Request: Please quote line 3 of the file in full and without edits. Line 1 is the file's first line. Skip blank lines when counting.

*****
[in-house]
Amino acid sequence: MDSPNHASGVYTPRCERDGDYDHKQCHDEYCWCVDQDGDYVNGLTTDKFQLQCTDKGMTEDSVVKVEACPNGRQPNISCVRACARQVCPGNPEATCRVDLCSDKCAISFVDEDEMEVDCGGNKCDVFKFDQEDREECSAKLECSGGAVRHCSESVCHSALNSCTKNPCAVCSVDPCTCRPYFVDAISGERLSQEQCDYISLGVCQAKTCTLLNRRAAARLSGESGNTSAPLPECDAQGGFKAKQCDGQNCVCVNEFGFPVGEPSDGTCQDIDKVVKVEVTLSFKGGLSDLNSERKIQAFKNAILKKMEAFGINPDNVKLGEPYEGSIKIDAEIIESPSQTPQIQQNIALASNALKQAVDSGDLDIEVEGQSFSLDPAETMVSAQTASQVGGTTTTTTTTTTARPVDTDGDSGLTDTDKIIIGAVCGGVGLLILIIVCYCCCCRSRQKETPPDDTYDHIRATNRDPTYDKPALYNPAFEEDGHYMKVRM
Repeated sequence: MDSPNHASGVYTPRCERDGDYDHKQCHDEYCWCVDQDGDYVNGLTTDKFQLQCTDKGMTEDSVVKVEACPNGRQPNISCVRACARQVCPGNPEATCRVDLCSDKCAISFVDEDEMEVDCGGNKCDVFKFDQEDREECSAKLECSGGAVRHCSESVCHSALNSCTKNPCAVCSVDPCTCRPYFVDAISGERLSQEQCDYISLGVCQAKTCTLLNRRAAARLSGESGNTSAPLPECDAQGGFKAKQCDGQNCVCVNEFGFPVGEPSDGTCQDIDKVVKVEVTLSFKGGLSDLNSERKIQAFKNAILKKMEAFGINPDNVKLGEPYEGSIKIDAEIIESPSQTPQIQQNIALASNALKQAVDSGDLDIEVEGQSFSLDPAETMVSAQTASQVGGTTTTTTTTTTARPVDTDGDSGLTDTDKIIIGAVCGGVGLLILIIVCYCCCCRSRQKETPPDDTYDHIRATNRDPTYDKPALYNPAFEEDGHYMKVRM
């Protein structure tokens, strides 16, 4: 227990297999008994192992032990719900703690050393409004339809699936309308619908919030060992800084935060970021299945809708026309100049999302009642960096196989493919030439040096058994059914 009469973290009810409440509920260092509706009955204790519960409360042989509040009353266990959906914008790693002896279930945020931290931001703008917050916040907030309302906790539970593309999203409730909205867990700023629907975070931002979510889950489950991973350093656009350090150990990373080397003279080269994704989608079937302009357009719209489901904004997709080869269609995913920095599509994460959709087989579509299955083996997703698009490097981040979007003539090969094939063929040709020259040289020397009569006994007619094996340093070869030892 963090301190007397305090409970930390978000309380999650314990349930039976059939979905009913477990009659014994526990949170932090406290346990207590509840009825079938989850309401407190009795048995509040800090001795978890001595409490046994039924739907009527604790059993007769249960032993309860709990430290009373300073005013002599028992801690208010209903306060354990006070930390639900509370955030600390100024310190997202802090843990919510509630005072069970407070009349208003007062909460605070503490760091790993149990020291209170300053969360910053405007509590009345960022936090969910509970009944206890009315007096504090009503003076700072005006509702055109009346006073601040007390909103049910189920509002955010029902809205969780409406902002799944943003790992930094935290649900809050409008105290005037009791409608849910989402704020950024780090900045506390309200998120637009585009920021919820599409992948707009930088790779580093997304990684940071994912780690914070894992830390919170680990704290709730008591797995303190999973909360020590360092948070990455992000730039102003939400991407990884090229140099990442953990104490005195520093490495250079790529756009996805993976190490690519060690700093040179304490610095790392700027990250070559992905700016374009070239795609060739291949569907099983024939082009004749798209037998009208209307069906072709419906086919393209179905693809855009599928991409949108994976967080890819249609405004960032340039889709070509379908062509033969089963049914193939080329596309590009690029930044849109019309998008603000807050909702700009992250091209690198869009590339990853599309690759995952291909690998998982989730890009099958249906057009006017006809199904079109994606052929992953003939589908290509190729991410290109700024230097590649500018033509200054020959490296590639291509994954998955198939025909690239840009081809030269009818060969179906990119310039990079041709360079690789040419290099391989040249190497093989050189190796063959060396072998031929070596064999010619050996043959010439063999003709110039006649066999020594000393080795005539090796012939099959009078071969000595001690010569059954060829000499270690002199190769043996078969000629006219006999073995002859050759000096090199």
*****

Repeated sequence: MDSPNHASGVYTPRCERDGDYDHKQCHDEYCWCVDQDGDYVNGLTTDKFQLQCTDKGMTEDSVVKVEACPNGRQPNISCVRACARQVCPGNPEATCRVDLCSDKCAISFVDEDEMEVDCGGNKCDVFKFDQEDREECSAKLECSGGAVRHCSESVCHSALNSCTKNPCAVCSVDPCTCRPYFVDAISGERLSQEQCDYISLGVCQAKTCTLLNRRAAARLSGESGNTSAPLPECDAQGGFKAKQCDGQNCVCVNEFGFPVGEPSDGTCQDIDKVVKVEVTLSFKGGLSDLNSERKIQAFKNAILKKMEAFGINPDNVKLGEPYEGSIKIDAEIIESPSQTPQIQQNIALASNALKQAVDSGDLDIEVEGQSFSLDPAETMVSAQTASQVGGTTTTTTTTTTARPVDTDGDSGLTDTDKIIIGAVCGGVGLLILIIVCYCCCCRSRQKETPPDDTYDHIRATNRDPTYDKPALYNPAFEEDGHYMKVRM